Woman receives 3 years probation for animal cruelty
ATLANTA – A Rust Township woman will spend three years on probation for two felonies involving animal cruelty or torture.
Jennifer Elen Tucker-Richard was sentenced Monday by 26th Circuit Court Judge Michael Mack to probation for one count of animal cruelty or abandonment and another of animal killing or torturing. She was ordered to do 250 hours community service, and she’s forbidden from owning any animals or possessing them on her home or property. She’ll serve three months in jail if she doesn’t complete the terms of her probation. Additionally, she was ordered to pay $18,217.01 in restitution, plus $1,058 in fines and costs.
Tucker-Richard, 35, was charged with the felonies after Montmorency County sheriff’s deputies seized 37 dogs and six miniature horses from her house and property in January. All were suffering from a lack of basic care, and had no food, shelter or water.
In February, Tucker-Richard pleaded guilty to two of five charges against her. In exchange, Prosecutor Terrie Case agreed to drop another animal cruelty charge, as well as two charges of using a computer to commit a crime.
James Schmier, Tucker-Richard’s attorney, showed Mack numerous letters vouching for Tucker-Richard, including one thanking her for giving away a dog she could’ve sold for $400. Case had her own stack of letters from people asking her to “be as severe as possible,” she said.
Schmier also asked Mack about getting one of Tucker-Richard’s felony convictions expunged, arguing she had not deliberately harmed the animals.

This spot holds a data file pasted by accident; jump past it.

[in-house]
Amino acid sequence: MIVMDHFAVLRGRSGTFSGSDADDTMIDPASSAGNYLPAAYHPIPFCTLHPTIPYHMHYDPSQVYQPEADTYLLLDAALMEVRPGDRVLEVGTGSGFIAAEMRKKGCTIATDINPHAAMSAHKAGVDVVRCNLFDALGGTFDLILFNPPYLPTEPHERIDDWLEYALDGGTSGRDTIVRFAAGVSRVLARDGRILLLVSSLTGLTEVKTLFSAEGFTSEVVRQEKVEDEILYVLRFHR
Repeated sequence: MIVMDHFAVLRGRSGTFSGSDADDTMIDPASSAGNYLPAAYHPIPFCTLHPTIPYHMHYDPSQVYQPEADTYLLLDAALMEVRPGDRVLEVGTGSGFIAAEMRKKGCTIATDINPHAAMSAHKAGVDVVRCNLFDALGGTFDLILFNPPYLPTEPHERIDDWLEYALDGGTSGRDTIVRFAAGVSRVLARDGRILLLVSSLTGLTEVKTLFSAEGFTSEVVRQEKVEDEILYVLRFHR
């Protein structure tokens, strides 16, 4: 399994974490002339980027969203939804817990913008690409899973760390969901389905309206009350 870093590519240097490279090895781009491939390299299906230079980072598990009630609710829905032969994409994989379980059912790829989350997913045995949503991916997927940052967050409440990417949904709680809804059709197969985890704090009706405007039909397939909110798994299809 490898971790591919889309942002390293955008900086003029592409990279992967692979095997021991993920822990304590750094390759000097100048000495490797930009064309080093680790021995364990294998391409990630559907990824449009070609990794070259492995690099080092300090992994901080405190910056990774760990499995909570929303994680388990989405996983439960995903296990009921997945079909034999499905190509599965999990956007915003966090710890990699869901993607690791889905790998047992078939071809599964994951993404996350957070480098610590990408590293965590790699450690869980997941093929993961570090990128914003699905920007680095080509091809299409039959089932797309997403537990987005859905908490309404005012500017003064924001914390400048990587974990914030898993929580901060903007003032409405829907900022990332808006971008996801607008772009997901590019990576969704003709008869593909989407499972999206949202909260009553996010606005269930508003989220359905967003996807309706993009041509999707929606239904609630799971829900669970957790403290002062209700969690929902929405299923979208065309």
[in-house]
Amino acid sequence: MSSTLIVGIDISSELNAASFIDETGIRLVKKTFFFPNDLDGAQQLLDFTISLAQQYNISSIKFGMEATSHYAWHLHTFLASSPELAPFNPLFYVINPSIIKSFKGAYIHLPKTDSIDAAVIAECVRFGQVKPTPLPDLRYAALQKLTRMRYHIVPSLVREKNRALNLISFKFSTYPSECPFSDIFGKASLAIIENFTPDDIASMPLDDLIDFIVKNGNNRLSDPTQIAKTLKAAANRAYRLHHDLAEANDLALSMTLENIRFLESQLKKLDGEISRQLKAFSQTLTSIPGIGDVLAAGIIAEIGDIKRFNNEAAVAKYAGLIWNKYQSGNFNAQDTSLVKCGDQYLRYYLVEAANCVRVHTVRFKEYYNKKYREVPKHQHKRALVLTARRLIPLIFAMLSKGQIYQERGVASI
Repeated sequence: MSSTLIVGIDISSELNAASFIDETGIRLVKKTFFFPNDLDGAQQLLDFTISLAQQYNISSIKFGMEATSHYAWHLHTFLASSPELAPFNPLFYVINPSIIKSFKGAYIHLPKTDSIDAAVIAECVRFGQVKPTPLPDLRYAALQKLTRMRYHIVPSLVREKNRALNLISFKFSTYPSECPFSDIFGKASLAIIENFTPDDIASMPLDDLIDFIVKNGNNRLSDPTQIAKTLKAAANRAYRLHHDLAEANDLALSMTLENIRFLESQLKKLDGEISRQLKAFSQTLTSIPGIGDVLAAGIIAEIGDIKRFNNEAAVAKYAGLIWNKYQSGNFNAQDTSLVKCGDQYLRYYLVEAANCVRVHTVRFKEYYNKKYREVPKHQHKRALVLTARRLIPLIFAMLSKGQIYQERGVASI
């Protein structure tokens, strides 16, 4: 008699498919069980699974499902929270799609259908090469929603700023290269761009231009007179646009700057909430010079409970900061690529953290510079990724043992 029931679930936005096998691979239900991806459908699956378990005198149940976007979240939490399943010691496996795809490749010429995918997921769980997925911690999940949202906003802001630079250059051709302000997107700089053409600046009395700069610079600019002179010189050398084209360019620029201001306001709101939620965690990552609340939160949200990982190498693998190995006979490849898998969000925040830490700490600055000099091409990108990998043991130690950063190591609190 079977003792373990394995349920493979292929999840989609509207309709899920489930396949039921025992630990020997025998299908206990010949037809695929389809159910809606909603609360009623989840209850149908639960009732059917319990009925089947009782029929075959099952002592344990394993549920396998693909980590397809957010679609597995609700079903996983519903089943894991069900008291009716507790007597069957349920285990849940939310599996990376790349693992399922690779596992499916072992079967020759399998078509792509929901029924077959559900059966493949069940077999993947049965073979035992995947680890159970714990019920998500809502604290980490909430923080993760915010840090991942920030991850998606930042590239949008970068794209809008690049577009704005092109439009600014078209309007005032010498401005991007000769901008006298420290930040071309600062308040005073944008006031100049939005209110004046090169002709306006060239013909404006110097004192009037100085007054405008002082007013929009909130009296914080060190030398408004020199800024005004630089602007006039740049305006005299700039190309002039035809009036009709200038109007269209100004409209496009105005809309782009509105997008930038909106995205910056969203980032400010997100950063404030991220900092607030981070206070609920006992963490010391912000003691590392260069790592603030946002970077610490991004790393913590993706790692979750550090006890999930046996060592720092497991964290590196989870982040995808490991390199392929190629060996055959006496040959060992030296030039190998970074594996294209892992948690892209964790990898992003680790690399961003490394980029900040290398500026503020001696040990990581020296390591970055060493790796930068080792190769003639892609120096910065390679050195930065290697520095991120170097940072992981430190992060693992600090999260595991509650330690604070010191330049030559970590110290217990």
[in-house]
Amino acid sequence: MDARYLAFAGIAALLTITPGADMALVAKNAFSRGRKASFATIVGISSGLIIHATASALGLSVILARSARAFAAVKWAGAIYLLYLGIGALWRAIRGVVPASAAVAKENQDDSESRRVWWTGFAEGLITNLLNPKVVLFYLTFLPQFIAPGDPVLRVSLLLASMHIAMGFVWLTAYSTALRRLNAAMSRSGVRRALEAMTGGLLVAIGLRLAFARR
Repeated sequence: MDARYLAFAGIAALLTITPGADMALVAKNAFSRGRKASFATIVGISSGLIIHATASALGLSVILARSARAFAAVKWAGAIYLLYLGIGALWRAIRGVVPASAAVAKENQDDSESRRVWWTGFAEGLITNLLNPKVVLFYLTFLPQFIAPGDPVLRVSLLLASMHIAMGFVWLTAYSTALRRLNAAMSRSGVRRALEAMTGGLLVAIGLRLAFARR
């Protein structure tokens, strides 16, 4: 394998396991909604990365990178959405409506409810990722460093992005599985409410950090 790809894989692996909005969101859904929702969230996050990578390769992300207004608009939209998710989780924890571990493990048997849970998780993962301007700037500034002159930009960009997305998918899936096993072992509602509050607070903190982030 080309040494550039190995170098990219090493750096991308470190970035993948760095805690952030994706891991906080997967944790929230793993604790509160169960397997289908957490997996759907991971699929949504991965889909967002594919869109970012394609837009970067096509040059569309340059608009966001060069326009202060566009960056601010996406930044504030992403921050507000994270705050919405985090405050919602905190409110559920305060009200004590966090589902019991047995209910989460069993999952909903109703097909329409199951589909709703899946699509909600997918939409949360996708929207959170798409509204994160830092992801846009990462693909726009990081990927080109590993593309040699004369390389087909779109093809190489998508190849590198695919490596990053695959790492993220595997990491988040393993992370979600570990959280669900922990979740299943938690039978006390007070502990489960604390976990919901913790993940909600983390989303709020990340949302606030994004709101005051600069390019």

“These dogs weren’t being raised for blood sport,” he said. “In fact, she was probably making $7,000 or $8,000 a year selling 10 to 12 dogs.
Case protested, pointing out that Tucker-Richard advertised her dogs on several websites. The postings were misleading, Case said, because they showed “cute, healthy puppies.”
“This is not what we found, these dogs were in bad shape” she said.
Ultimately, Mack did not grant Schmier his request.
Tucker-Richard told Mack before hearing her sentence that she doesn’t “ever plan on doing this again”
“I got in a bad situation,” she said.
Mack said he agreed that Tucker-Richard was overwhelmed, having four children to care for in addition to the animals. She was also helping her mother, who has health problems, and dealing with a recent divorce.
“I don’t think there was ever an intent to bring harm to these animals, although there was monstrous neglect of these animals,” he said.
Many people in the community were upset by the harm Tucker-Richard caused to the animals, Mack said.
“People care about animals in this community, and elsewhere as well,” he said. “I believe you did, too, in the beginning, but you just went way overboard.”
After the sentencing, Schmier said Tucker-Richard had been trying to get rid of some of her animals before the day deputies arrived in January. He also pointed out a letter she wrote, taking responsibility for her actions and admitting she fell short in her duties to the animals.
“I don’t want to minimize, she got herself in this position, don’t get me wrong, and she knows it,” he said.